As glowing of a recommendation as this is, it’s important to note that the availability issues are no joke: Due to licensing problems, it’s currently impossible to legally watch Season 2, meaning that getting into the series at the moment is a bit of a nightmare. If you do get the opportunity though, don’t hesitate, even if this kind of show isn't usually up your alley.
Available on: Crunchyroll

Kyoto Animation

5. Violet Evergarden

Director: Taichi Ishidate, Haruka Fujita
Series composer: Reiko Yoshida
Character designer: Akiko Takase
Animation production: Kyoto Animation
Having lost the parental figure that meant the world to her, and dwelling on her single role as a tool of war, Violet finds herself with no purpose. Pushed into accepting a job as an "Auto Memory Doll," essentially a writer for hire gussied up with Victorian flair, her almost robotic self gradually grows to understand the power of communication and the many forms affection can take. Although her development is slow and she’s not the most immediately compelling character, the show’s impact increases tenfold when it switches to episodic tales that sometimes have Violet as a mere spectator. Her job takes her to different settings with palpable, distinct identities, but it stays thematically consistent, with each episode pushing her closer to the answer she seeks. It’s a sentimental series to the point of being cheesy, but it earns that grandeur through the masterful direction and obscenely lavish production. If you want an anime to make you cry, Violet Evergarden will be delighted to provide just that.
Available on: Netflix



Director: Akira Amemiya
Assistant director: Yoshiyuki Kaneko
Script: Keiichi Hasegawa
Character designer: Masaru Sakamoto
Animation production: TRIGGER
In an age where uninspired reboots are the bread and butter of many creative industries, SSSS.GRIDMAN is an unexpected beacon of hope. For people who grew up with Gridman the Hyper Agent (or its American version, Superhuman Samurai Syber-Squad), they’ll get to relive their childhood with a series that doesn’t just pay homage to its origins, but follows up on them in unexpected ways. It's a niche title forcefully brought back to life by a director who simply loved it -- along with other mecha-driven series, especially Evangelion, from which it takes plenty of directorial cues -- without an ounce of cynicism. The result of Amemiya's team’s efforts are a frankly intriguing narrative, countless charming throwbacks to the '90s, and engrossing direction that puts most anime this year (and any year) to shame. The short bursts of thrilling 3D action might convince you that the present and future might not be so bad after all. Don’t sleep on this one!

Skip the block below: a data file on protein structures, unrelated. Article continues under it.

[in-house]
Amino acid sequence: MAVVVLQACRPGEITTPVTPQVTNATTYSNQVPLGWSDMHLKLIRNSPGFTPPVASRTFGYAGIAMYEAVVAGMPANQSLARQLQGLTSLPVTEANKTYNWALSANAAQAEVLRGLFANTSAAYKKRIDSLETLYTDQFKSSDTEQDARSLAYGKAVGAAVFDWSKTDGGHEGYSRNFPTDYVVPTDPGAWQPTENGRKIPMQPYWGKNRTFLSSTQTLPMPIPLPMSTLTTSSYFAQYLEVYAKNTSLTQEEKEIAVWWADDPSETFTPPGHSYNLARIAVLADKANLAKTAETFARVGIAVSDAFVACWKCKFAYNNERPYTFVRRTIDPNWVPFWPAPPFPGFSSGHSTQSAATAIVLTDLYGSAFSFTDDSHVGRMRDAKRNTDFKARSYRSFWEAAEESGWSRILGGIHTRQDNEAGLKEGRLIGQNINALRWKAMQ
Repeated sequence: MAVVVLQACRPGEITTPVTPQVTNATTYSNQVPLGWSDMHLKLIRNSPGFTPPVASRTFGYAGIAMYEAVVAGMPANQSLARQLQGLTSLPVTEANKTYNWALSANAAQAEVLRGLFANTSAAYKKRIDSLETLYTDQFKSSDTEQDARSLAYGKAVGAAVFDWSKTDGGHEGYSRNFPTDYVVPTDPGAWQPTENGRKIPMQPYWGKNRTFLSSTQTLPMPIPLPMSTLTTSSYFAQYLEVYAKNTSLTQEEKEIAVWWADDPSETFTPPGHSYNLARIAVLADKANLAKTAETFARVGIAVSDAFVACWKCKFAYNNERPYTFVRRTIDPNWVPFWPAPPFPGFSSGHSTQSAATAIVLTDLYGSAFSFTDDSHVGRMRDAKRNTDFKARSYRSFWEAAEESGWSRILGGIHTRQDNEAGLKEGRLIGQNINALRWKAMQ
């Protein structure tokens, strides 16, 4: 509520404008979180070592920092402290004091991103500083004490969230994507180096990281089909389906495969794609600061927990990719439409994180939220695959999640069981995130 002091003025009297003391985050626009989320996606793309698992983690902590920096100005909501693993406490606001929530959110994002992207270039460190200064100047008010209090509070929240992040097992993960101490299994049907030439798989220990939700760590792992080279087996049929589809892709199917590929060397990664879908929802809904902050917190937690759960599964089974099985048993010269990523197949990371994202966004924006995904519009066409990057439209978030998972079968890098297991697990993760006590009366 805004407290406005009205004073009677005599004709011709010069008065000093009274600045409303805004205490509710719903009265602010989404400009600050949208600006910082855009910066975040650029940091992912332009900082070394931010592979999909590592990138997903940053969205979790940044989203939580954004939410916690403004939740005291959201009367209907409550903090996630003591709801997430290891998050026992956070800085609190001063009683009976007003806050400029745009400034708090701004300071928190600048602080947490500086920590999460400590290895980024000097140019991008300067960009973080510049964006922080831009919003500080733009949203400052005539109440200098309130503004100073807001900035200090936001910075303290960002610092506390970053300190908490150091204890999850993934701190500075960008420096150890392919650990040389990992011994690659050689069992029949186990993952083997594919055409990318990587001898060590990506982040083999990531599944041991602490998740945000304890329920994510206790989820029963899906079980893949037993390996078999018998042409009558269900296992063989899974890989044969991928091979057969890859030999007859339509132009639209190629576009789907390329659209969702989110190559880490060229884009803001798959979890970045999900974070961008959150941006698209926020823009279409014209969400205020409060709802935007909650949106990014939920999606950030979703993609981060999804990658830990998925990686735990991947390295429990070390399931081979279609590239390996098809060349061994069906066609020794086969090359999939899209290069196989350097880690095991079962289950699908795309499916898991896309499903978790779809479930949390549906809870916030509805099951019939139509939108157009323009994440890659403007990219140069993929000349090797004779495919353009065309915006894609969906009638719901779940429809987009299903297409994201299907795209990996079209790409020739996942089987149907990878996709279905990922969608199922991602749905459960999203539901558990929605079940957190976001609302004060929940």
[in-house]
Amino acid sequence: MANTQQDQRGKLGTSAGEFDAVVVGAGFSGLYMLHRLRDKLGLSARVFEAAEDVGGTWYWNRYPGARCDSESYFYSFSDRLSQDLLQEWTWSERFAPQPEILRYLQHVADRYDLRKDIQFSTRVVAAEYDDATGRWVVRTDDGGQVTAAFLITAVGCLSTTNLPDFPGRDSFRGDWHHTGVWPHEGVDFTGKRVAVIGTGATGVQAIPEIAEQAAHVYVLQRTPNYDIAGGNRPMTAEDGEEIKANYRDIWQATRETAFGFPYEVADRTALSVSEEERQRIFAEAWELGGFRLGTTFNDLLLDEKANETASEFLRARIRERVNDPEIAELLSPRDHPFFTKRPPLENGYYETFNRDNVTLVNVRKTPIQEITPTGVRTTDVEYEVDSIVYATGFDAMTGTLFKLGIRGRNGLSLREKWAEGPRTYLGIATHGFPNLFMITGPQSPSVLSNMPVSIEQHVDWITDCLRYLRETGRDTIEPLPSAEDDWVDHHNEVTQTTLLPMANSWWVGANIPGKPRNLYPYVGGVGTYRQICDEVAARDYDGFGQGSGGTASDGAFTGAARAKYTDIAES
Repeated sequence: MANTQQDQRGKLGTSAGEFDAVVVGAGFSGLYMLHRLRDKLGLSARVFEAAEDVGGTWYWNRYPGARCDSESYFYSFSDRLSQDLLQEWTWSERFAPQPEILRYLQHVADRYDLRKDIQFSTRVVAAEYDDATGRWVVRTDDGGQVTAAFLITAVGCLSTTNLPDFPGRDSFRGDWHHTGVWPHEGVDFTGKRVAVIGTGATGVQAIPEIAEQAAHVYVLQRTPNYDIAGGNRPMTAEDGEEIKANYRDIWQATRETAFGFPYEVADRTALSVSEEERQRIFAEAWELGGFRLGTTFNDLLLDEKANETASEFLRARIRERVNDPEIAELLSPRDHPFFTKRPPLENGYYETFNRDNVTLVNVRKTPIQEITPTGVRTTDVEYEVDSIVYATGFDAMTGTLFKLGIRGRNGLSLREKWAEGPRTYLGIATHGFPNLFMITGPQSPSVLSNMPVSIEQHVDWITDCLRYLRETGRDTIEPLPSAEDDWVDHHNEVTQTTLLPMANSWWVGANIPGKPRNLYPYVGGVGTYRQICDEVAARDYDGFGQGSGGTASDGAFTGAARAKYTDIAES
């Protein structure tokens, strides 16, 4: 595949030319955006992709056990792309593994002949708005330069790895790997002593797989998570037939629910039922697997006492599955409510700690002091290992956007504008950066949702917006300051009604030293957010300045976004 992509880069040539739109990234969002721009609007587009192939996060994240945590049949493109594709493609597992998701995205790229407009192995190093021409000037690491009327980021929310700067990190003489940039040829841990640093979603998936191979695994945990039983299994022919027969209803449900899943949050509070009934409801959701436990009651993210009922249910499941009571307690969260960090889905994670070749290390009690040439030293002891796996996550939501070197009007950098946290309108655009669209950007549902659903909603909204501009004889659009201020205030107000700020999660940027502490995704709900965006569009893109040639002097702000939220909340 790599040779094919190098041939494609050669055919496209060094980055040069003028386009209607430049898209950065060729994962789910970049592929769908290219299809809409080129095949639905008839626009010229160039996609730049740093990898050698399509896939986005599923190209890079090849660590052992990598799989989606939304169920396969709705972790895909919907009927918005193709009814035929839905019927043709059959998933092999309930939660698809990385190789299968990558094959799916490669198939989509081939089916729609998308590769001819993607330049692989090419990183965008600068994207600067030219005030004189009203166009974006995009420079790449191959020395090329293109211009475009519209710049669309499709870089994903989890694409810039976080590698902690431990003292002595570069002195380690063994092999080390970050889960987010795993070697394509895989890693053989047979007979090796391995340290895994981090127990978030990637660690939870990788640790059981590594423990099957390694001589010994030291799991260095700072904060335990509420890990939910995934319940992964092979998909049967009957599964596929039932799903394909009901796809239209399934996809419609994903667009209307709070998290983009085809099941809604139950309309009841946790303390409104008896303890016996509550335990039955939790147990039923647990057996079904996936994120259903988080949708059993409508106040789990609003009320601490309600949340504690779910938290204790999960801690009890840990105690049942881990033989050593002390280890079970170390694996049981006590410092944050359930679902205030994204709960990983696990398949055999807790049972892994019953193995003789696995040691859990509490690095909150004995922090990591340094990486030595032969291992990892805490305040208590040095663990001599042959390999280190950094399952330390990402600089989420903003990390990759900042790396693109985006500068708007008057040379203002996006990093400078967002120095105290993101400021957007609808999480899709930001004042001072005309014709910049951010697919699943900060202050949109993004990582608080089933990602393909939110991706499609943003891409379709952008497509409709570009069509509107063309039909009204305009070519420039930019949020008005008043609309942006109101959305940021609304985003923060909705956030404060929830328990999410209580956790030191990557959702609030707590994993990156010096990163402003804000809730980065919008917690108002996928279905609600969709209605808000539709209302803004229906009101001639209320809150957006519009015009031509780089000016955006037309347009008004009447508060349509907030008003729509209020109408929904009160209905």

Available on: Crunchyroll

after the rain
Wit Studio

3. After the Rain

Director: Ayumu Watanabe
Series composer: Deko Akao
Character designer: Yuka Shibata
Animation production: WIT
Behind a dubious age-gap romance premise hides a beautiful, introspective tale about finding a new reason to live at two very different points in life. Akira Tachibana’s injury forces her to quit the track club to which she had dedicated her youth, clouding over her happiness. It’s only after meeting a dining place’s disillusioned middle-age manager that she can see what awaits after the rain, and perhaps begin moving on. Tying the weather to emotions is an old trick, but this show’s graceful direction is miles ahead of the competition, capable of nailing both juvenile femininity and painful sorrow. A masterful melancholic piece that will unfortunately put off some viewers.
Available on: Amazon

revue starlight
Kinema Citrus

2. Revue Starlight

Director: Tomohiro Furukawa
Assistant director, Revue and weapon designer: Takushi Koide
Series composition: Tatsuto Higuchi
Character designer: Hiroyuki Saita
Animation production: Kinema Citrus
Revue Starlight, a true multimedia franchise with beginnings as a musical, needs to be seen to be believed. The anime series taps into the history and grandeur of Japan's Takarazuka Revue, an all-female theater troupe that adapts mostly Westernized productions, but the unbelievable symbiosis between its themes and the anime’s creative team elevated the concept further than anticipated. On a surface level, Revue Starlight is the tale of a group of girls competing to secure a spot as the lead performer. It’s cute, cheerful, and there’s a real sense of musicality to the daily life events… until all the pleasantries are tossed out the window and the fight for the top becomes very literal: The characters face each other in fantastical staged matches.

Though this is his major directorial debut, Tomohiro Furukawa has proven he’s one of Japan’s most noteworthy up-and-coming creators. The theatrical anime concept he inherited from his mentor Kunihiko Ikuhara turned out to be the perfect toolset for this project, and his team of animators ambitiously capture the passion of the fighting duet songs. Revue Starlight is a stunning experience that deals with the sacrifices one makes for a career, challenging systems, the constant fear of having already peaked, and much more. It's a joyful series that knew how to get serious without following the modern trend of overly grim twists. And it does all that with serious style.
Available on: HiDive

place no further

1. A Place Further Than the Universe

Director: Atsuko Ishizuka
Series composer: Jukki Hanada
Character designer: Takahiro Yoshimatsu
Animation production: Madhouse
If we’re talking about proudly sentimental anime, A Place Further Than the Universe is also an excellent example of loud delivery of emotions not necessarily erasing their nuance -- a trademark of director Atsuko Ishizuka. High-schooler Tamaki Mari wants to achieve something big while she’s still at an age where distractions are allowed, but she’s always hesitated when it comes to taking the last step. She’s quickly drawn to her schoolmate Shirase Kobuchizawa, who has a reputation of being a bit of a weirdo because of her dream to go to Antarctica. And that’s exactly where they’ll go, accompanied by two other very believable teenage characters with a bit of a tendency to get into amusing problems. Successful as a coming of age series, respectable as character vignettes, and simply hilarious when it’s goofing around -- this show does so many things well that you’re very likely to get something out of it.
Available on: Crunchyroll

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Kevin Cirugeda is a main writer at Sakuga Blog, and an admin at Sakugabooru.